Asked and Answered

Asked and Answered: Feb. 18

Let's get to it:

Thank you so much for this segment. You really crack me up and do a great job of keeping everybody on their toes with your sarcasm. With the NFL returning to Mexico, would the Steelers be open to playing a game here? I've been a fan my whole life and sadly never been able to watch a live game except a preseason game several years ago. I know some of the players come to Mexico every summer to do a minicamp for fans, so you already know there is a chapter of Steelers Nation south of the border.

ANSWER: When asked in late January about the possibility of playing a game in Mexico, Steelers President Art Rooney II said, "We are interested. Mexico is an area where we have a tremendous fan following, so we would love to get back down there and play a game sometime. I know the league is investigating the possibility of doing that. I haven't heard recently how much progress they have made in really identifying a stadium that would work for us. I think that's coming in the next few years, and hopefully we will be one of the teams that gets chosen to go down there."

I want to know your thoughts of maybe moving Ryan Shazier to ROLB. Shazier is near the same size as the great Lawrence Taylor was, and we all know the speed the man had and how great he became as an OLB in the NFL. Taylor was 6-foot-3 237 pounds, and Shazier is 6-1, 237. Shazier is possibly the fastest linebacker currently in the NFL. Wouldn't Shazier make a great edge setter utilizing that speed as a pass rusher as Taylor did? Ryan Shazier so far has not worked out and is not worth the price tag for his fifth year option, so why not look within to fill his role and draft another inside linebacker? I have heard so many people suggest moving Shazier to safety, but that to me is just stupid. I think Shazier would be better off as an outside linebacker.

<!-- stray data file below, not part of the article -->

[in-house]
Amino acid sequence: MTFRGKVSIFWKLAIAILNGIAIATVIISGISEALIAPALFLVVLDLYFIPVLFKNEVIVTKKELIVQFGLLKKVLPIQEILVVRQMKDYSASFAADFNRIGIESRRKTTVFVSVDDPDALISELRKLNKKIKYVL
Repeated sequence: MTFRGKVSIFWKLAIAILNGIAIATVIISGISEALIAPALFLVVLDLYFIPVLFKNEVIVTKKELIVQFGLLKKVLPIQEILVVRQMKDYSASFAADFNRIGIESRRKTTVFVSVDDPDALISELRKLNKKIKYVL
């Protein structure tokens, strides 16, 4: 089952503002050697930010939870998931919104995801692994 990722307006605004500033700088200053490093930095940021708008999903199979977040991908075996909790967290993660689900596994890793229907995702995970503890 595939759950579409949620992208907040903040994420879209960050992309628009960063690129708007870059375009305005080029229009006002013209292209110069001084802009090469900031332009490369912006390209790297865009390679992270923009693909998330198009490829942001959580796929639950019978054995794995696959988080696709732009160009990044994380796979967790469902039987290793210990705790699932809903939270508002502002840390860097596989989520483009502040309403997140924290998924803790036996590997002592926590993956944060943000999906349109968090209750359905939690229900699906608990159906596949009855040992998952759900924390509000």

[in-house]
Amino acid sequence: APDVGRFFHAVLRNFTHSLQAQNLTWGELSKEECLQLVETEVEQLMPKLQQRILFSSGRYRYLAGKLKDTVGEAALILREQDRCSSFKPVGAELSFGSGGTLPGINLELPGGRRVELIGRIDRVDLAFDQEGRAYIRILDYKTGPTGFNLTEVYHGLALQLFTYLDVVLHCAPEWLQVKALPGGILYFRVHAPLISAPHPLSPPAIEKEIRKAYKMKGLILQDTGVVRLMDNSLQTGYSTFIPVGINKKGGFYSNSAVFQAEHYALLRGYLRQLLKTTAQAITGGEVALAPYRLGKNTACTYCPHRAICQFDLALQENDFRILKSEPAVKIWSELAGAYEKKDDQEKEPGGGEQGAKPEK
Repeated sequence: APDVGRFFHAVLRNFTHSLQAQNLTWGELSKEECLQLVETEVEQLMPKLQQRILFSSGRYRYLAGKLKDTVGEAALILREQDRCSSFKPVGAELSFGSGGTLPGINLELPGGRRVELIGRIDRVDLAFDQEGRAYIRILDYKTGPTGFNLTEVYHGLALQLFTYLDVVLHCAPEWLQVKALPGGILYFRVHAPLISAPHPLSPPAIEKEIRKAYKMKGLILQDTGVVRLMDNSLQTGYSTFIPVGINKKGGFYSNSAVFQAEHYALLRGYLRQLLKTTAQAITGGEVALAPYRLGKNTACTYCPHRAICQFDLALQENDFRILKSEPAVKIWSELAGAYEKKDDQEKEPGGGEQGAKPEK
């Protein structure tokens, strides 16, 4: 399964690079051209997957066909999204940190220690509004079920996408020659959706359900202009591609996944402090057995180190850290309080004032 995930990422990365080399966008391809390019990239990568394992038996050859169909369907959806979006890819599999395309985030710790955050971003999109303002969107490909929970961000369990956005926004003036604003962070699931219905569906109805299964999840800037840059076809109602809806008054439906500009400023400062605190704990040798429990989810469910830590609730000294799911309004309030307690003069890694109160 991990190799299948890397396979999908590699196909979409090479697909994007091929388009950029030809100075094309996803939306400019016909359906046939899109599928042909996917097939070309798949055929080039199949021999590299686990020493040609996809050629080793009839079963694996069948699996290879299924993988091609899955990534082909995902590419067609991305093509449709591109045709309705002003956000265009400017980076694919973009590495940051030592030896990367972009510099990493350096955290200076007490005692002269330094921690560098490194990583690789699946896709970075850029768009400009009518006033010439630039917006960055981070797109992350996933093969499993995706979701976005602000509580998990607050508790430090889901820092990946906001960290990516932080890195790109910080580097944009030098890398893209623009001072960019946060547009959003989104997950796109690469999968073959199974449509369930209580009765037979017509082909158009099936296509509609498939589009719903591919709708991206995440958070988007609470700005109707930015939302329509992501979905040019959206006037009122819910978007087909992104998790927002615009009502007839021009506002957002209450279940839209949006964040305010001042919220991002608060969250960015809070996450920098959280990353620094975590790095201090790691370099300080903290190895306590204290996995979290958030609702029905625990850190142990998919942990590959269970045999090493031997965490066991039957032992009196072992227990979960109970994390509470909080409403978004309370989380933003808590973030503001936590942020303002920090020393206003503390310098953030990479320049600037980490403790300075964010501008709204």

ANSWER: Back in the early-to-mid 1970s, middle linebackers in the NFL weighed in the neighborhood of 250 pounds – Dick Butkus was 6-3, 245, and Ray Nitschke was 6-3, 235 – and they were primarily run-stuffers. Then along came Jack Lambert, 6-4 and while listed at 220 pounds mostly started seasons at 215. Good thing you weren't in charge back then, because Lambert was too small and would've been moved to another position, or not played in favor of another player who better fit into the box of your mind. On that same team, there was an outside linebacker named Jack Ham, and while a very capable player in his own right, what made Ham special and allowed him to revolutionize his position, were his abilities in pass coverage. No teams utilized outside linebackers in coverage against wide receivers, but Ham was capable and the Steelers incorporated that into their defense. At 6-3, Mel Blount was supposedly too tall to play cornerback. Your line of thinking gets him moved to another position. Then came the 1990s, and the Steelers' center was a guy named Dermontti Dawson, an unparalleled athlete for the position at the time. Dawson was so quick and nimble that he was capable of pulling out from the middle of the line of scrimmage and getting in front of a running back to lead him around to the outside. But centers didn't pull, and so Coach Padgett moves him to guard, because in his narrow vision of the sport it's guards who pull.

Stop it. Stop trying to make something fit into what your concept of it happens to be at the exclusion of all other possibilities. I'm not predicting a transcendent, Hall of Fame career for Ryan Shazier, but how about giving it more than 15 minutes to allow him to develop and become accustomed to the sport as it's played at the NFL level? Shazier won't be 24 years old until early September, which means he still can develop physically as well as in the above-the-neck aspects of the game. Patience. Please.

Just a comment, or as you like to say, "let's get to it." I have been a Steelers fan since the losing days. I remember the hiring of The Emperor (Chuck Noll) and the drafting of The Franchise (Joe Greene). And during all this time, my two favorite – and in my mind the most knowledgeable Steelers media people – were Myron Cope and you. I enjoy your sarcasm that's directed at the multitude of uninformed people, and let me say it makes my day. Thanks for a great job.